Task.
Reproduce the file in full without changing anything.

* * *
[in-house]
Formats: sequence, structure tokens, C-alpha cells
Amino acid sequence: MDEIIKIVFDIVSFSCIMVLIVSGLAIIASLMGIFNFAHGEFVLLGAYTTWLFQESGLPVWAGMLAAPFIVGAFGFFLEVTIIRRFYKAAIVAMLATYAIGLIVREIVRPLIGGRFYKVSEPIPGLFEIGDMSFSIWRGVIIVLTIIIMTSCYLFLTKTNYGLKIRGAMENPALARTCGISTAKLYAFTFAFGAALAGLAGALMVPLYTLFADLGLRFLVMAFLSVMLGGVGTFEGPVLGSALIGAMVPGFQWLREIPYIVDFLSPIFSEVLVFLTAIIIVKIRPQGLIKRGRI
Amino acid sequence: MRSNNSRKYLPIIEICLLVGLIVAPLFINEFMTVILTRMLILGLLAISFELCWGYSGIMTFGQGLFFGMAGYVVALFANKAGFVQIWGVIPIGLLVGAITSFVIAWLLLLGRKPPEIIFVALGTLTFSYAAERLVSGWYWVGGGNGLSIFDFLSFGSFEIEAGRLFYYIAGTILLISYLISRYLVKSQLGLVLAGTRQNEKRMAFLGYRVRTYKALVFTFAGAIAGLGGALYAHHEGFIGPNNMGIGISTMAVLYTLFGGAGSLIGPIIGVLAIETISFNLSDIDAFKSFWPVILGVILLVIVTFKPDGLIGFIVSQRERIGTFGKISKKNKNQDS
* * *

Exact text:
[in-house]
Formats: sequence, structure tokens, C-alpha cells
Amino acid sequence: MDEIIKIVFDIVSFSCIMVLIVSGLAIIASLMGIFNFAHGEFVLLGAYTTWLFQESGLPVWAGMLAAPFIVGAFGFFLEVTIIRRFYKAAIVAMLATYAIGLIVREIVRPLIGGRFYKVSEPIPGLFEIGDMSFSIWRGVIIVLTIIIMTSCYLFLTKTNYGLKIRGAMENPALARTCGISTAKLYAFTFAFGAALAGLAGALMVPLYTLFADLGLRFLVMAFLSVMLGGVGTFEGPVLGSALIGAMVPGFQWLREIPYIVDFLSPIFSEVLVFLTAIIIVKIRPQGLIKRGRI
Amino acid sequence: MRSNNSRKYLPIIEICLLVGLIVAPLFINEFMTVILTRMLILGLLAISFELCWGYSGIMTFGQGLFFGMAGYVVALFANKAGFVQIWGVIPIGLLVGAITSFVIAWLLLLGRKPPEIIFVALGTLTFSYAAERLVSGWYWVGGGNGLSIFDFLSFGSFEIEAGRLFYYIAGTILLISYLISRYLVKSQLGLVLAGTRQNEKRMAFLGYRVRTYKALVFTFAGAIAGLGGALYAHHEGFIGPNNMGIGISTMAVLYTLFGGAGSLIGPIIGVLAIETISFNLSDIDAFKSFWPVILGVILLVIVTFKPDGLIGFIVSQRERIGTFGKISKKNKNQDS